asserts Linda Callejas, a senior at
Florida International University. The
metaphor of a 'glass ceiling'
vivifies the idea that women
are restricted from mov-

ldn't be.
klash if we
an actual
equality."
lenshead,
ter for the
£ Women

ing up through the edu-
cational pipeline, and
therefore are only able
to achieve the lower
levels in academia -
such as instructor -
but not the higher lev-
els -such as professor.
"In terms of faculty,.

women faculty have big-'
ger problems trying to get
higher. There's a glass ceiling
for women," Callejas says.
"Universities are traditionally
male-oriented. Itis changing,
but slowly. It just makes me work
harder to prove that whatever creden-
tials I have are more important than
my gender or my race."
Judy Touchton, deputy director of
the American Council on Education's
Office of Women and Higher Educa-
tion, explains the clumping of women
in junior level faculty positions with
another metaphor - the glass sieve.
Touchton, who has been working with
the American Council on Education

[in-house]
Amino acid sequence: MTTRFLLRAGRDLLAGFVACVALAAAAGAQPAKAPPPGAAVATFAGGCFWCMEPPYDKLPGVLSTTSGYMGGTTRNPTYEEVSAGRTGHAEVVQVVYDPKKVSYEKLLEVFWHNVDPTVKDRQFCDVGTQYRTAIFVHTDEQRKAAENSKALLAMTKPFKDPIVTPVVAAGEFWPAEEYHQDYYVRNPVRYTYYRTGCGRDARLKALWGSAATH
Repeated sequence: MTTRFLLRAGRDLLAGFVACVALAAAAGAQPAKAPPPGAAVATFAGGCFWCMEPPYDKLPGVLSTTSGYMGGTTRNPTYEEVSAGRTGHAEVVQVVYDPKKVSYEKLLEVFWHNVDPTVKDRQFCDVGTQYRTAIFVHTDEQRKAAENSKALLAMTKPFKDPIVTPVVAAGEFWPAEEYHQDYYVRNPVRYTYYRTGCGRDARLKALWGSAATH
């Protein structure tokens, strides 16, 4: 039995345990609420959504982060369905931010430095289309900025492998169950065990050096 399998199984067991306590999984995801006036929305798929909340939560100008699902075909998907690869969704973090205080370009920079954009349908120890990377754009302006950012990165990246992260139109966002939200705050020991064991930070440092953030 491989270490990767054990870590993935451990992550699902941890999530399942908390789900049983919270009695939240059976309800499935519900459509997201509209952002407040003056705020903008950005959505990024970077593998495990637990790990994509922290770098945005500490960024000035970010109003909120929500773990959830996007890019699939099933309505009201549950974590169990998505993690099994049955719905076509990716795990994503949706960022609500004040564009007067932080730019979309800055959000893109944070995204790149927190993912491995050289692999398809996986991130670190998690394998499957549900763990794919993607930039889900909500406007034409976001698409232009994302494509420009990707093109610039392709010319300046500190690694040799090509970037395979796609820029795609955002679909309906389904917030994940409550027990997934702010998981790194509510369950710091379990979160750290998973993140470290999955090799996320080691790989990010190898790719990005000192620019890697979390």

for 15 years, observes that while
women's access to higher education
has increased, the proportion of se-
nior women faculty has stagnated.
"(The number of women faculty
has) gone up considerably, yet at the
full professor level, it's only 10 or 11
percent and it's been that way for
decades. It is still very difficult for
women to gain full professor,"
Touchton comments. "So it's maybe
a sieve rather than a ceiling. Women
are still concentrated at lower ranks."
Here at the U-M, chemistry Prof.
Bill Evans also notices the dearth of
women professors. "We have women
participating at reasonable levels in

bly disturbing.
"In the sciences women don't ge
recognition for their creative work o